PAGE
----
" That's no matter to me, my good Victor," replied
Jan. "It's all settled; I am going to say good-bye to
the trade of quill-driving, and to this gloomy prison
where I have so foolishly wasted some of the best years
of my life. Hurrah ! I am going to roam over the
world, free as a bird, and owning no other masters but
God and Fortune ! "

" What do you mean ? " asked his companion.

" This is what I mean," said Jan, drawing a folded
paper from his pocket " Here is the prospectus of a
French Company, * The Californian,' which is having all
sorts of tools and implements made to work the best
mines in California. There, where the most precious
metal can be picked up with the hands, it will be able to
collect gold in heaps. Any one who likes can become a
shareholder. For 2000 francs we get a free passage,
second class, in one of the Company's ships, and receive
two shares, which give a right to a double portion of the
gold obtained. In California one has nothing to care
for: the Company procures for its shareholders good
food and comfortable wooden houses. As a third-class
passenger one pays only 1200 francs, and receives but
one share. My father has consented to sacrifice 2000



THE GOLDEN BAIT. 3

francs, so I shall become a shareholder in the ' Califor-
nian Company.' The ship, the Jonas, will sail from
Antwerp in a fortnight, for the gold land. Four other
vessels will he despatched by the Company to California ;
among them one from Havre, with the tools and the
directors, who ought by this time to be at sea to receive
the shareholders when they arrive."

Victor gazed at his friend with sparkling eyes. What
he had just heard filled him with wonder.

" You are starting for the gold country ? You are
going to California ? " he said.

" Yes, old fellow ; within a fortnight/'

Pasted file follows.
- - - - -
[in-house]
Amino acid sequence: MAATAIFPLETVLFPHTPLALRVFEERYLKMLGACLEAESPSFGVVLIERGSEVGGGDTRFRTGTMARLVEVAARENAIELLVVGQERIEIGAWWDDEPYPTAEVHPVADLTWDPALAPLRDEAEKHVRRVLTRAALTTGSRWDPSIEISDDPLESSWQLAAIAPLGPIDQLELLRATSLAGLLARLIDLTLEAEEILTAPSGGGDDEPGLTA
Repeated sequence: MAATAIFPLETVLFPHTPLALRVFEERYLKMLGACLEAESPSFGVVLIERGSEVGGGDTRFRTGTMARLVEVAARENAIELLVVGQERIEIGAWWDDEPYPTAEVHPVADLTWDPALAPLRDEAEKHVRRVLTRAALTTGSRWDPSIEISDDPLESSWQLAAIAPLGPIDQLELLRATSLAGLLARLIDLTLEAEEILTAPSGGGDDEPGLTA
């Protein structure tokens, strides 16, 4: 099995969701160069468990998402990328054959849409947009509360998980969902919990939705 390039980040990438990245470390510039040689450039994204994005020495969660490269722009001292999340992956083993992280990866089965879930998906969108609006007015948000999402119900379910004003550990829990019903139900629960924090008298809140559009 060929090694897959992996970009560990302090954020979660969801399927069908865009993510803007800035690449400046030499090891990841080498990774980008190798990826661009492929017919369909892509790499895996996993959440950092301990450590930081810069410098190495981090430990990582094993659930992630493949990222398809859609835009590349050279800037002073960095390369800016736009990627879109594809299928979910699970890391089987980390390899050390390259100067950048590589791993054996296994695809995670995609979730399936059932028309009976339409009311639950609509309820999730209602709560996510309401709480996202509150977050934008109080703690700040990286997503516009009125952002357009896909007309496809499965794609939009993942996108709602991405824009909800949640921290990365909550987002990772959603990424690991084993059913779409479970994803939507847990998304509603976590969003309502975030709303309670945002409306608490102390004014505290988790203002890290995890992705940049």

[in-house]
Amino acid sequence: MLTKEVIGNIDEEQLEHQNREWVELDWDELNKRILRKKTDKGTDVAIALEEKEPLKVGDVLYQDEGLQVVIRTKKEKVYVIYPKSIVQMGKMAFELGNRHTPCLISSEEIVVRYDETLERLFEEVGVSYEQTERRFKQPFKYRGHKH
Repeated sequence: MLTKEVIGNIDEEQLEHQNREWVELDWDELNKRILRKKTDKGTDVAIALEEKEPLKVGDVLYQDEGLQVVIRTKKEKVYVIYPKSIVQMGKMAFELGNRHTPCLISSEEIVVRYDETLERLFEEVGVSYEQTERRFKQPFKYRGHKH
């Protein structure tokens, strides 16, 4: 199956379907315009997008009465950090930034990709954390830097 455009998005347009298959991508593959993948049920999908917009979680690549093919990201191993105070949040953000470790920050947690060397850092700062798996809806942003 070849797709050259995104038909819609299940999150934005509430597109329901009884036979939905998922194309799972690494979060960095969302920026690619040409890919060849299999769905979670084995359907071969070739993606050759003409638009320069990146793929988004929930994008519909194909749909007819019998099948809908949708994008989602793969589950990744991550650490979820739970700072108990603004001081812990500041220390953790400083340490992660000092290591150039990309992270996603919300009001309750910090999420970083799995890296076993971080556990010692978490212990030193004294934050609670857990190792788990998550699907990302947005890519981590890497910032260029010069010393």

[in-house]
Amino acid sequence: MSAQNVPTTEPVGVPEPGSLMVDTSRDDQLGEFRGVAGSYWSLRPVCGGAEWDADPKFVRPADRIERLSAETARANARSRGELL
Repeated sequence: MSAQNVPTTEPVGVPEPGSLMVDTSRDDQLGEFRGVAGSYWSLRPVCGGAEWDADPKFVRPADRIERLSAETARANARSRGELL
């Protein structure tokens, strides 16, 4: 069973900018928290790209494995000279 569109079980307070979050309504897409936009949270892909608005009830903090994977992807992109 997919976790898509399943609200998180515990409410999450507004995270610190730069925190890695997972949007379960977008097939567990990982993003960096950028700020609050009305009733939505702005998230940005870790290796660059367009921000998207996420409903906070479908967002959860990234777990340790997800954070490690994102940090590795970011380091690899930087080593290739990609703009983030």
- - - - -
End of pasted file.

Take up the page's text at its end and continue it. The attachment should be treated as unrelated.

" You you, Jan ! Has the thirst of gold so suddenly
taken hold of you?"

" Why you, Victor, have yourself turned my head,
by always talking about the strange country which has
just been discovered. In the voyage I see a good way
of escaping from this stifling office life. Ah ! to-morrow
I shall be free ! to-morrow I shall become a shareholder
in the Company ! to-morrow I shall secure my bertn ou
board the Jonas !"

" How lucky you are ! " said Victor, sighing. " I wish
I could become your companion I "

" You have only to express th* wish, Victor. Has
not Lucia's uncle saia iwenty times that he would lend
you the money required if you liked to risk a voyage to
California?"

" And my mother, Jan ?"

" Yes, your mother. But you know all parents are
the same. If one did not make some effort to jump out



4 OFF TO CALIFORNIA.

of the nest they would keep us under their wings till
one's hair began to turn grey."

" Why, Jan, the very thought of such a plan makes
my mother tremble ! Lucia's uncle, when he comes to
see us, talks of the long voyages he has made as a skipper,
and then my poor mother turns pale. She has always
been so good to me, that I cannot plunge a dagger into
her heart."

"But, remember, it is the only way of winning Lucia.